Gertrude Stein on Football

In a 1934 radio interview, Gertrude Stein talks American football:

INTERVIEWER: You saw the Yale-Dartmouth game a week ago Saturday didn’t you? Did you understand that in the American way or the football way or how?

STEIN: IN the American way. The thing that interested me was that the Modern American in his movements and his actions in a football game so resembled the red Indian dance and it proves that the physical country that made the one made the other and that the red Indian is still with us. They just put their heads down solemnly together and then double over, while on the sidelines the substitutes move in a jiggly way just like Indians. Then they all get down on all fours just like Indians.

INTERVIEWER: But those jiggles are just warming-up exercises.

STEIN: It doesn’t make any difference what they are doing it for, they are just doing it, like the way the Indian jiggles in the Indian dance and then there is that little brown ball they all bend down and worship.

INTERVIEWER: But the ideas in that is to get the ball across the goal line.

STEIN: But don’t you suppose I know that, and don’t you suppose the Indians had just as much reason and enjoyed their dancing just as much?

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Gertrude Stein on Football

In a 1934 radio interview, Gertrude Stein talks American football:

INTERVIEWER: You saw the Yale-Dartmouth game a week ago Saturday didn’t you? Did you understand that in the American way or the football way or how?

STEIN: IN the American way. The thing that interested me was that the Modern American in his movements and his actions in a football game so resembled the red Indian dance and it proves that the physical country that made the one made the other and that the red Indian is still with us. They just put their heads down solemnly together and then double over, while on the sidelines the substitutes move in a jiggly way just like Indians. Then they all get down on all fours just like Indians.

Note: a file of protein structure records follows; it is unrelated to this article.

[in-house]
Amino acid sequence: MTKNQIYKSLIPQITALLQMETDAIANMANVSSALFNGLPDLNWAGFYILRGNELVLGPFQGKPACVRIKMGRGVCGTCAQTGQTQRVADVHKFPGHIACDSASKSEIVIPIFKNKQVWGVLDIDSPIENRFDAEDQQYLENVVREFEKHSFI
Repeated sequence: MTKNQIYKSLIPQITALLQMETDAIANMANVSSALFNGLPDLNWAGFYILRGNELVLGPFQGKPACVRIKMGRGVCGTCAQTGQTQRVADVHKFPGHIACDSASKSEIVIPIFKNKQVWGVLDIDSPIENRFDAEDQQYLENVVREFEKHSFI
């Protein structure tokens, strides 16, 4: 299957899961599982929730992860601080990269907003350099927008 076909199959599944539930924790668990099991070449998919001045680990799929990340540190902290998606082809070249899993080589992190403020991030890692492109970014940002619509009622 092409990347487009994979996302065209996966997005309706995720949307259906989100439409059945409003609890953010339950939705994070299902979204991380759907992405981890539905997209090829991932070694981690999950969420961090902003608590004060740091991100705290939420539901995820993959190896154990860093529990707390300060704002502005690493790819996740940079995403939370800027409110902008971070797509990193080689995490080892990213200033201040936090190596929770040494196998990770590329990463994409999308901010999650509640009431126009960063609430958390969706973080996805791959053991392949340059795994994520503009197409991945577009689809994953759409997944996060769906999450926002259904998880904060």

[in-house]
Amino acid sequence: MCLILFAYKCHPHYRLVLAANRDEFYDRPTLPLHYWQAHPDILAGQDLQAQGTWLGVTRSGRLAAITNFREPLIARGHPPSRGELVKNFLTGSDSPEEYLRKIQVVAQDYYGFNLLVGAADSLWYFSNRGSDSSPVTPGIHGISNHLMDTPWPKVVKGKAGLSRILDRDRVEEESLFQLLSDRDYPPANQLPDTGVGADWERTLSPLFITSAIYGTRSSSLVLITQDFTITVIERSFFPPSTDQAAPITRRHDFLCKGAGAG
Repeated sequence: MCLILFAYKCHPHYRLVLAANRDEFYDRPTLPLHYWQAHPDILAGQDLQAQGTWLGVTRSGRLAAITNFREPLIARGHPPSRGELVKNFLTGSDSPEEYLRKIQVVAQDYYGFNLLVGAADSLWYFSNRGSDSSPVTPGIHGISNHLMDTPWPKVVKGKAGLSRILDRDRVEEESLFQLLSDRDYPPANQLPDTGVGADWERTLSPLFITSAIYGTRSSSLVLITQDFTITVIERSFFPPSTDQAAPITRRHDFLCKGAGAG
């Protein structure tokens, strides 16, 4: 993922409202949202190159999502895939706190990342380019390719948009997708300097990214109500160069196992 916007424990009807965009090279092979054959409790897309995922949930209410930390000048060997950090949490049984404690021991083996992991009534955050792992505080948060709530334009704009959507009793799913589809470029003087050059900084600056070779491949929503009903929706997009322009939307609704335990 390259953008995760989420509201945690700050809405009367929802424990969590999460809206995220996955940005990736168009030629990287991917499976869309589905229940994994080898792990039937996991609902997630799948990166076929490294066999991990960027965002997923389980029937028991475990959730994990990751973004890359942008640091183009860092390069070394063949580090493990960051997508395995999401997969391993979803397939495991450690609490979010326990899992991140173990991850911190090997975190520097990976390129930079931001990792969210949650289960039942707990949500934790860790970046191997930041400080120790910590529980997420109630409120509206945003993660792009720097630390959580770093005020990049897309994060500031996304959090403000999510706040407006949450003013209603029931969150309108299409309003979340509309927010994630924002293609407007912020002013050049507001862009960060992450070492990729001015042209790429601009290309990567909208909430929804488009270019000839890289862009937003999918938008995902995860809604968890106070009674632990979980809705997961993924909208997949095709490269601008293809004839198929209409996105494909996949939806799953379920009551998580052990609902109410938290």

INTERVIEWER: But those jiggles are just warming-up exercises.

STEIN: It doesn’t make any difference what they are doing it for, they are just doing it, like the way the Indian jiggles in the Indian dance and then there is that little brown ball they all bend down and worship.

INTERVIEWER: But the ideas in that is to get the ball across the goal line.

STEIN: But don’t you suppose I know that, and don’t you suppose the Indians had just as much reason and enjoyed their dancing just as much?

Rivalry: A Geisha’s Tale (Book Acquired, 8.06.2012)

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I haven’t read any of Nagai Kafu’s 1917 novel Rivalry: A Geisha’s Tale (new in paperback from Columbia University Press in translation from Stephen Snyder) because my wife immediately took it and started reading it. I think she’s almost finished with it. I can only assume it involves some kind of rivalry, probably between geisha. I’ll ask her (the following is a more or less an accurate transcription of wife’s comments to me from the kitchen as she prepared some kind of corn salad):

Um, it’s about this geisha, who, when she was like 17, 18 became a geisha, then got married and moved out to the country, this is like in her early 20s, and after a couple of years her husband died, so she went back to Tokyo back to her old geisha house and ran into one of her former, um, clients, and he fell in love with her like immediately so they started a relationship but she fell in love with an actor, but then, I’m not finished with it, but the client found out about the affair, so he’s going to patronize this rival geisha. Which I guess is why, Rivalry.

Do you like it?

I mean, it’s what you’d expect from a geisha book, I mean it’s about a geisha. It’s a good geisha story.

My wife reports she’s about half way through it and wants to find out how it will end.